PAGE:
Friday after I got home from work we decided to go down to the Chautauqua County Fair. It’s a pretty good deal, since you pay one price and have access to everything, unlimited rides, grandstand admission, you just have to pay extra for food and games. We all had a great time, the girls got to ride on a bunch of rides. Gillian was about half an inch too short for some of the rides, but there were still a bunch of rides she was able to go on. Isabella went on a few rides by herself, but mainly wanted to ride with her sister. Surprisingly, Gillian was very intrigued by the motorcross that was going on that evening. We didn’t watch it for long since it was pretty loud and smelly and we were all tired after being at the fair a few hours already. All in all an excellent time. One funny note, fair parking cost $3 but you could pay $5 to park over a block away on someone’s lawn.
Here’s Bella and Gillian on the train:
Bella and Gilli on the cars:
Here’s a shot of Bella and Gilli, you can kind of see where Bella lost her 2 bottom middle teeth (the second one fell out just a few days ago):
I read in the Sunday Buffalo News that King George wants to sell arms to Saudia Arabia and other Persian Gulf nations. He also wants to increase aid to Israel by $30 billion and Egypt by $13 billion. This makes me mad on many levels. First and foremost, doesn’t anybody in Washington remember selling arms to our friends in Afghanistan to fight the Soviet Union? Yeah, that turned out really well. For Bin Laden and friends but not for us. Secondly, I can think of another nation that could benefit from $43 billion in aid. It’s a little nation called the United States of America. Until there are no people living in poverty, until everyone has decent housing, until everyone has health care coverage, and until everyone has access to quality public education our government should be taking care of its own people first. Before we go interfering in other countries we should fix the problems here. I am not against humanitarian aid, but these initiatives are purely military. We should not be helping in any way the further militarism of the world.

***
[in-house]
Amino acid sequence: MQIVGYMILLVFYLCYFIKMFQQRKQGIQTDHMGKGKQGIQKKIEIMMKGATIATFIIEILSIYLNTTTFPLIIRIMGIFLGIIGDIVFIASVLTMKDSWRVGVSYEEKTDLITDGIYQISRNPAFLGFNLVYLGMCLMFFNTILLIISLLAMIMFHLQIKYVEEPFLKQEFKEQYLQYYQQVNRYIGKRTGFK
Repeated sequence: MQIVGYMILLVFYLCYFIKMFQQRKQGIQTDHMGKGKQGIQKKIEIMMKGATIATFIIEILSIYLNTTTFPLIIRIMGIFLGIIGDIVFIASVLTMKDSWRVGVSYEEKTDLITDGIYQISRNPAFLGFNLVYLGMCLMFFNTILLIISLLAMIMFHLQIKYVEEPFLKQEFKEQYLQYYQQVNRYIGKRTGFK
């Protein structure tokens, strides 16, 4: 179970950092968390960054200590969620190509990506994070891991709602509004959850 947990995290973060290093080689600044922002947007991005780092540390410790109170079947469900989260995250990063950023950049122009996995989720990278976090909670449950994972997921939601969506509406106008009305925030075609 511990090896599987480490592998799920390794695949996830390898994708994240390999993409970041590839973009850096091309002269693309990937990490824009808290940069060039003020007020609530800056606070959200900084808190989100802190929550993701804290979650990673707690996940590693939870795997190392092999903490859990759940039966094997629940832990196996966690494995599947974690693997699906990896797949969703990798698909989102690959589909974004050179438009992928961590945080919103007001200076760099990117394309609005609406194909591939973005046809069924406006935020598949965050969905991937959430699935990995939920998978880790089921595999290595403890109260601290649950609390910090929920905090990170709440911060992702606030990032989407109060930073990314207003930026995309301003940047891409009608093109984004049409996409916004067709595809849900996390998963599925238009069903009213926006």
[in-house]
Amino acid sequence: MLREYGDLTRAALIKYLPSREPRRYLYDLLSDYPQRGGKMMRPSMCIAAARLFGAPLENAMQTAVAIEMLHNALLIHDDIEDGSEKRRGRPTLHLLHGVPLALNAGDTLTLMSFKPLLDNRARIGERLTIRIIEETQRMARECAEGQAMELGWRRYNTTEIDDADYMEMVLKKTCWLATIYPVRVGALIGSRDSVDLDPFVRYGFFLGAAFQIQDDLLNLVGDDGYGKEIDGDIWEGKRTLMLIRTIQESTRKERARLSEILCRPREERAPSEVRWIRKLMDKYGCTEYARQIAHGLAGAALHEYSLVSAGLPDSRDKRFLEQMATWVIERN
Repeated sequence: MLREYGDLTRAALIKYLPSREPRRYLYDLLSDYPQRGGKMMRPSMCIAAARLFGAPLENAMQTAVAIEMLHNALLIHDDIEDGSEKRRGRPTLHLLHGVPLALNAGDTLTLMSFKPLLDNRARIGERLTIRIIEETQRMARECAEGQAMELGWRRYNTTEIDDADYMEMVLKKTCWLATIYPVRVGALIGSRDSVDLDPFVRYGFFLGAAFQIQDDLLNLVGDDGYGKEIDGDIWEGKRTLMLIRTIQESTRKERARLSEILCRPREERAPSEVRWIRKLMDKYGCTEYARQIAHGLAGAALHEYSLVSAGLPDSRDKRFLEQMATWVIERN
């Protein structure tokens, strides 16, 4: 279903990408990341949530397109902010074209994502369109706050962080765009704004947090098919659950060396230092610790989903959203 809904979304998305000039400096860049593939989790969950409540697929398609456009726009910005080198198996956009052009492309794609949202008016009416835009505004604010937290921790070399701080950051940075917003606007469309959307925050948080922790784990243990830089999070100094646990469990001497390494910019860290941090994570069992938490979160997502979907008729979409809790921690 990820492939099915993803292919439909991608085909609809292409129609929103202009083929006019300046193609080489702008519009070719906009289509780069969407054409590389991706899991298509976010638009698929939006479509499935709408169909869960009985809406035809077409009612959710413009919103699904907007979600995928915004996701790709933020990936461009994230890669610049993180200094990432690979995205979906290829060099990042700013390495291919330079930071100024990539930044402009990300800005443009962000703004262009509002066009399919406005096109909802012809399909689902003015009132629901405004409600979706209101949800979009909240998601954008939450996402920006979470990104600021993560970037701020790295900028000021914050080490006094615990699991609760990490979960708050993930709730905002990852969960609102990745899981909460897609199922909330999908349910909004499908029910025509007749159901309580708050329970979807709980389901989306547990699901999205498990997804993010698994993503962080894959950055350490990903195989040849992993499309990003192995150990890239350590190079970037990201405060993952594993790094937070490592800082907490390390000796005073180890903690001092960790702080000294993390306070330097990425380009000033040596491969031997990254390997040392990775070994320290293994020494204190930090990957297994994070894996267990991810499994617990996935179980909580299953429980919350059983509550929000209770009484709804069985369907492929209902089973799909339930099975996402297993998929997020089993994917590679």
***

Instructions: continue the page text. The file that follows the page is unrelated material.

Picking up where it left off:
McAfee Site Advisor has released a Phishing Quiz to see how you do spotting fake websites. (link via Lifehacker)
I got an 8 out of 10. Something like this does a fairly good job at highlighting the fact that it can be quite easy to fool you into thinking you are putting your information into a legitimate site. They do a nice job explaining the answers at the end as well.
What is social bookmarking? Why would I want to share my bookmarks with the world? What is tagging?
These are all questions I asked myself when I first heard about del.icio.us. I started using it in earnest in March of 2006. I found that an internet-based bookmark system suited my immediate needs of being able to access my bookmarks from any computer. Soon I was using the browser buttons to easily add and tag sites to my del.icio.us. Tagging serves two purposes in my mind. First it helps me remember/search/find my bookmarks. Second it helps other people find content they are looking for.
Being able to access my bookmarks from any computer was what got me started. The ability to share, search, and collaborate is why I still use it. Who knew that bookmarking could be a social thing? Obviously Joshua Schachter and now Yahoo!. Now that I’ve been using it for almost a year I wish I had been using it for longer. If you are not using it for your bookmarks I would highly recommend it. If you use something else, let’s hear about it in the comments.
del.icio.us/lordbios – my bookmarks